Pentecostal Evangel archived editions courtesy of the Flower Pentecostal Heritage Center.

Do you have Pentecostal historical materials that should be preserved? Please consider depositing these materials at the Flower Pentecostal Heritage Center (FPHC). The FPHC, located in the Assemblies of God national offices, is the largest Pentecostal archive in the world. We would like to preserve and make your treasures accessible to those who write the history books.

Flower Pentecostal Heritage Center
1445 North Boonville Avenue
Springfield, Missouri 65802 USA
Phone: 417.862.1447 ext. 4400
Toll Free: 877.840.5200
Email: archives@ag.org
Website: www.iFPHC.org

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Job Opportunity: Administrative Coordinator for the Flower Pentecostal Heritage Center in Springfield, Missouri

FPHC office

View from the Administrative Coordinator’s desk at the Flower Pentecostal Heritage Center

The Flower Pentecostal Heritage Center in Springfield, Missouri, seeks to hire an Administrative Coordinator. The job is full time with benefits.

The Flower Pentecostal Heritage Center is the largest Pentecostal archives in the world, and staff members have the privilege of interacting with church leaders, scholars, and those who lived the history. Our work here is very meaningful. The position would be perfect for someone who loves our Pentecostal heritage. It’s an important position, as he or she would help be the glue that holds the office together.

The person filling the position would need to have basic office skills (including computer and internet skills). Duties include answering phones, processing paperwork, taking orders, etc. One duty is to contact spouses of deceased Assemblies of God ministers to ask for photographs to include in the Memorial Book that is distributed at the biennial General Council. The Administrative Coordinator must be someone who can interact in a prayerful and loving way with grieving spouses.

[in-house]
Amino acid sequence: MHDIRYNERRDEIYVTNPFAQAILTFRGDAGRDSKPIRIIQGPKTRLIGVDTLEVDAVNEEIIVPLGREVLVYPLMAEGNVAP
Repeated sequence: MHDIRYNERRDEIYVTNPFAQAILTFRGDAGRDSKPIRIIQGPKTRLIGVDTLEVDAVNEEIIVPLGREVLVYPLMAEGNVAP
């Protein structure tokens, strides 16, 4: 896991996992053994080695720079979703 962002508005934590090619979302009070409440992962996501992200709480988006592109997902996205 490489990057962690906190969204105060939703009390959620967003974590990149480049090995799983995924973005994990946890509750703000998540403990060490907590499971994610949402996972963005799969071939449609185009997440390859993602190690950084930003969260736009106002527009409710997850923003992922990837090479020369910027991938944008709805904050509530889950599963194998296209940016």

This is a special position, and it will take a special person to fill it.

If you think of someone who would be a good fit for the position of Administrative Coordinator, I would appreciate it if you would let them know about this open position. The position is listed on the Assemblies of God HR website: https://jobopenings.ag.org/careers.aspx

I would be delighted to speak to inquirers.

Darrin

Darrin J. Rodgers, M.A., J.D.
Director, Flower Pentecostal Heritage Center
1445 North Boonville Avenue
Springfield, MO 65802 USA
phone: (417) 862-1447, ext. 4400
toll free: (877) 840-5200
fax: (417) 862-6203
email: drodgers@ag.org
website: www.iFPHC.org

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2015/2016 Assemblies of God Heritage – Now Available Online and in Hard Copy!

WoodHeritage 2016The 2015/2016 edition of Assemblies of God Heritage magazine is hot-off-the-press and is in the mail to all Assemblies of God USA ministers and subscribers! Selected articles are also accessible for free on the Flower Pentecostal Heritage Center website.

This edition uncovers the stories of Assemblies of God pastors, evangelists, and missionaries who hailed from a variety of religious and social backgrounds. Despite their differences, they shared a worldview that, at its heart, was a transformative experience with God.

Some, like Dr. Lilian Yeomans, were well-known. A Canadian medical doctor who became addicted to her own drugs, Yeomans nearly died before experiencing a transforming encounter with God. She went on to become a noted faith healer and author. Her gripping story of addiction and deliverance speaks directly to one of the great social problems in America today.